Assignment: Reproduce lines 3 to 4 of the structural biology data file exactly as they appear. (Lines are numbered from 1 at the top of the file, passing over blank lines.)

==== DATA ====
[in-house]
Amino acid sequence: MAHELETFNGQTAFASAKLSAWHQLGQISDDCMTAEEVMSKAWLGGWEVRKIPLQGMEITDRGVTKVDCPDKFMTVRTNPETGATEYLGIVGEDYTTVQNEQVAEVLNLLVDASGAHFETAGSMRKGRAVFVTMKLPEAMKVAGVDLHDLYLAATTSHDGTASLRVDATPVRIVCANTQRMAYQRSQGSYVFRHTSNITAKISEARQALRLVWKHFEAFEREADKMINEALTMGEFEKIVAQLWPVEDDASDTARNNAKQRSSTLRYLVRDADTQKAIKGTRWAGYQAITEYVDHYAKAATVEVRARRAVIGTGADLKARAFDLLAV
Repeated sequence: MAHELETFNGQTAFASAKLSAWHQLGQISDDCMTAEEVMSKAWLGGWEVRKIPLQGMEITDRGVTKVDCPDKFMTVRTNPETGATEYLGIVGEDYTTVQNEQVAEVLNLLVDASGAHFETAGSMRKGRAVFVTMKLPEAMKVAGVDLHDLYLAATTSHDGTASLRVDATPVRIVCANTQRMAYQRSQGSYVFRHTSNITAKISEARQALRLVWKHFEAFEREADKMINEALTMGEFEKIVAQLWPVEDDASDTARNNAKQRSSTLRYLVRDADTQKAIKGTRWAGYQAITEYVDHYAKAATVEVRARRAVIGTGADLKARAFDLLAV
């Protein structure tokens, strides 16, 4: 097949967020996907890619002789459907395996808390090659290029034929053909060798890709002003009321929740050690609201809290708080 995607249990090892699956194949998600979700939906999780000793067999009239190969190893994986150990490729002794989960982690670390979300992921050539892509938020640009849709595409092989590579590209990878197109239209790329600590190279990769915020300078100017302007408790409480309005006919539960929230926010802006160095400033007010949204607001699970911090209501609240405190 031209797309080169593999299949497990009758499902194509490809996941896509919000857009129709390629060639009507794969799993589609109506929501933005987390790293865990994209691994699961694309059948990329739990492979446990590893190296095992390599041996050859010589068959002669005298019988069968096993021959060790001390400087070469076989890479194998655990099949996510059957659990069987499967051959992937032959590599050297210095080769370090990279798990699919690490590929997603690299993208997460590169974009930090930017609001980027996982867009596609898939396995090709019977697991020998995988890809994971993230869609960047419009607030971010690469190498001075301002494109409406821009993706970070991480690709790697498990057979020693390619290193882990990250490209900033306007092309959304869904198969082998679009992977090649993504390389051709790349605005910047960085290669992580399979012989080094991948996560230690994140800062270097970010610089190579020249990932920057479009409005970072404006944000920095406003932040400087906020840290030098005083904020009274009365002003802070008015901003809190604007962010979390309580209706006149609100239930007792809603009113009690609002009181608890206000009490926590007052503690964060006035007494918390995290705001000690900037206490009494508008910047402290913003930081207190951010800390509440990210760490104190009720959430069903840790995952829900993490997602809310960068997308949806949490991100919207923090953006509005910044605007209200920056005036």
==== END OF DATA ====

Repeated sequence: MAHELETFNGQTAFASAKLSAWHQLGQISDDCMTAEEVMSKAWLGGWEVRKIPLQGMEITDRGVTKVDCPDKFMTVRTNPETGATEYLGIVGEDYTTVQNEQVAEVLNLLVDASGAHFETAGSMRKGRAVFVTMKLPEAMKVAGVDLHDLYLAATTSHDGTASLRVDATPVRIVCANTQRMAYQRSQGSYVFRHTSNITAKISEARQALRLVWKHFEAFEREADKMINEALTMGEFEKIVAQLWPVEDDASDTARNNAKQRSSTLRYLVRDADTQKAIKGTRWAGYQAITEYVDHYAKAATVEVRARRAVIGTGADLKARAFDLLAV
């Protein structure tokens, strides 16, 4: 097949967020996907890619002789459907395996808390090659290029034929053909060798890709002003009321929740050690609201809290708080 995607249990090892699956194949998600979700939906999780000793067999009239190969190893994986150990490729002794989960982690670390979300992921050539892509938020640009849709595409092989590579590209990878197109239209790329600590190279990769915020300078100017302007408790409480309005006919539960929230926010802006160095400033007010949204607001699970911090209501609240405190 031209797309080169593999299949497990009758499902194509490809996941896509919000857009129709390629060639009507794969799993589609109506929501933005987390790293865990994209691994699961694309059948990329739990492979446990590893190296095992390599041996050859010589068959002669005298019988069968096993021959060790001390400087070469076989890479194998655990099949996510059957659990069987499967051959992937032959590599050297210095080769370090990279798990699919690490590929997603690299993208997460590169974009930090930017609001980027996982867009596609898939396995090709019977697991020998995988890809994971993230869609960047419009607030971010690469190498001075301002494109409406821009993706970070991480690709790697498990057979020693390619290193882990990250490209900033306007092309959304869904198969082998679009992977090649993504390389051709790349605005910047960085290669992580399979012989080094991948996560230690994140800062270097970010610089190579020249990932920057479009409005970072404006944000920095406003932040400087906020840290030098005083904020009274009365002003802070008015901003809190604007962010979390309580209706006149609100239930007792809603009113009690609002009181608890206000009490926590007052503690964060006035007494918390995290705001000690900037206490009494508008910047402290913003930081207190951010800390509440990210760490104190009720959430069903840790995952829900993490997602809310960068997308949806949490991100919207923090953006509005910044605007209200920056005036």